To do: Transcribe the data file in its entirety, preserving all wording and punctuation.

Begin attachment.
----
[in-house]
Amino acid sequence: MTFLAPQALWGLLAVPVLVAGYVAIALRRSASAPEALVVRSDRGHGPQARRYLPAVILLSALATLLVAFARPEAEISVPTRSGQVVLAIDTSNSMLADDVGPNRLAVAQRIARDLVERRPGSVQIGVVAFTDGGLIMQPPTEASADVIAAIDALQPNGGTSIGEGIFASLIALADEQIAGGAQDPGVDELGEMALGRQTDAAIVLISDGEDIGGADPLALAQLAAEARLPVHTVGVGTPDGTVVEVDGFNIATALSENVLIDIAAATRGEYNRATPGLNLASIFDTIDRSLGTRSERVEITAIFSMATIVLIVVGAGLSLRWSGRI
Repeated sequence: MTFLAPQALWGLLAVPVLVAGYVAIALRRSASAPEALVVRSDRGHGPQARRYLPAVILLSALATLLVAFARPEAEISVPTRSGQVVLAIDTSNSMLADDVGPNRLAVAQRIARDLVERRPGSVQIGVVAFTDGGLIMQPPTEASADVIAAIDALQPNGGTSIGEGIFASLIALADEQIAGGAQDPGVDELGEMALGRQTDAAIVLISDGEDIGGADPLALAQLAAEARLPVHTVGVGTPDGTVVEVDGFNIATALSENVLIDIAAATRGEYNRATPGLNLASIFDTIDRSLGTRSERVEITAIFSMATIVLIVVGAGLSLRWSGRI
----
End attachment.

[in-house]
Amino acid sequence: MTFLAPQALWGLLAVPVLVAGYVAIALRRSASAPEALVVRSDRGHGPQARRYLPAVILLSALATLLVAFARPEAEISVPTRSGQVVLAIDTSNSMLADDVGPNRLAVAQRIARDLVERRPGSVQIGVVAFTDGGLIMQPPTEASADVIAAIDALQPNGGTSIGEGIFASLIALADEQIAGGAQDPGVDELGEMALGRQTDAAIVLISDGEDIGGADPLALAQLAAEARLPVHTVGVGTPDGTVVEVDGFNIATALSENVLIDIAAATRGEYNRATPGLNLASIFDTIDRSLGTRSERVEITAIFSMATIVLIVVGAGLSLRWSGRI
Repeated sequence: MTFLAPQALWGLLAVPVLVAGYVAIALRRSASAPEALVVRSDRGHGPQARRYLPAVILLSALATLLVAFARPEAEISVPTRSGQVVLAIDTSNSMLADDVGPNRLAVAQRIARDLVERRPGSVQIGVVAFTDGGLIMQPPTEASADVIAAIDALQPNGGTSIGEGIFASLIALADEQIAGGAQDPGVDELGEMALGRQTDAAIVLISDGEDIGGADPLALAQLAAEARLPVHTVGVGTPDGTVVEVDGFNIATALSENVLIDIAAATRGEYNRATPGLNLASIFDTIDRSLGTRSERVEITAIFSMATIVLIVVGAGLSLRWSGRI